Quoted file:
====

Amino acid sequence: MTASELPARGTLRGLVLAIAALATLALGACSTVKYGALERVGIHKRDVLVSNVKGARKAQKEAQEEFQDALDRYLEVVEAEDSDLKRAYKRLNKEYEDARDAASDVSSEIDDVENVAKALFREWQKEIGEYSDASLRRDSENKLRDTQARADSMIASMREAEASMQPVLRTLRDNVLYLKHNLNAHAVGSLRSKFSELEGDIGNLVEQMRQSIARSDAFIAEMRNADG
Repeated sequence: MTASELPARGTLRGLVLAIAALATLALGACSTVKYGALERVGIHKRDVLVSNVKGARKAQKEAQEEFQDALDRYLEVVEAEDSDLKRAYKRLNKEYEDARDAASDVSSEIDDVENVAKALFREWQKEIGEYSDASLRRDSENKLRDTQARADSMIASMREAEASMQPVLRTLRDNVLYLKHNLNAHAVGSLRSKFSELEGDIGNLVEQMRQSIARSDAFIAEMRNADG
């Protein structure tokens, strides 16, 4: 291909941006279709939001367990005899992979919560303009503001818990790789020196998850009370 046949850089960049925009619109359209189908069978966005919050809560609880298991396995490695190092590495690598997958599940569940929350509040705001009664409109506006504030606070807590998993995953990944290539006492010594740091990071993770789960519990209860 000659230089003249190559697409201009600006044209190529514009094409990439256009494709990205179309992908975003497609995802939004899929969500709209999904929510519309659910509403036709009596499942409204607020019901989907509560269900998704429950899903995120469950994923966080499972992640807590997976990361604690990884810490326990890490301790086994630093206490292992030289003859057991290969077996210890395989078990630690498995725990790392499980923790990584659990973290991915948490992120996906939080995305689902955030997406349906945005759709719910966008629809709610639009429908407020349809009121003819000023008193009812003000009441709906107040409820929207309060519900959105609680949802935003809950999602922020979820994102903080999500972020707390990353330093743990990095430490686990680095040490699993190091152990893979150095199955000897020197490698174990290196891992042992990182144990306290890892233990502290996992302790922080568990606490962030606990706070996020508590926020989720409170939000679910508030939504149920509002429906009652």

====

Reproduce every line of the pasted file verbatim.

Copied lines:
Amino acid sequence: MTASELPARGTLRGLVLAIAALATLALGACSTVKYGALERVGIHKRDVLVSNVKGARKAQKEAQEEFQDALDRYLEVVEAEDSDLKRAYKRLNKEYEDARDAASDVSSEIDDVENVAKALFREWQKEIGEYSDASLRRDSENKLRDTQARADSMIASMREAEASMQPVLRTLRDNVLYLKHNLNAHAVGSLRSKFSELEGDIGNLVEQMRQSIARSDAFIAEMRNADG
Repeated sequence: MTASELPARGTLRGLVLAIAALATLALGACSTVKYGALERVGIHKRDVLVSNVKGARKAQKEAQEEFQDALDRYLEVVEAEDSDLKRAYKRLNKEYEDARDAASDVSSEIDDVENVAKALFREWQKEIGEYSDASLRRDSENKLRDTQARADSMIASMREAEASMQPVLRTLRDNVLYLKHNLNAHAVGSLRSKFSELEGDIGNLVEQMRQSIARSDAFIAEMRNADG
């Protein structure tokens, strides 16, 4: 291909941006279709939001367990005899992979919560303009503001818990790789020196998850009370 046949850089960049925009619109359209189908069978966005919050809560609880298991396995490695190092590495690598997958599940569940929350509040705001009664409109506006504030606070807590998993995953990944290539006492010594740091990071993770789960519990209860 000659230089003249190559697409201009600006044209190529514009094409990439256009494709990205179309992908975003497609995802939004899929969500709209999904929510519309659910509403036709009596499942409204607020019901989907509560269900998704429950899903995120469950994923966080499972992640807590997976990361604690990884810490326990890490301790086994630093206490292992030289003859057991290969077996210890395989078990630690498995725990790392499980923790990584659990973290991915948490992120996906939080995305689902955030997406349906945005759709719910966008629809709610639009429908407020349809009121003819000023008193009812003000009441709906107040409820929207309060519900959105609680949802935003809950999602922020979820994102903080999500972020707390990353330093743990990095430490686990680095040490699993190091152990893979150095199955000897020197490698174990290196891992042992990182144990306290890892233990502290996992302790922080568990606490962030606990706070996020508590926020989720409170939000679910508030939504149920509002429906009652």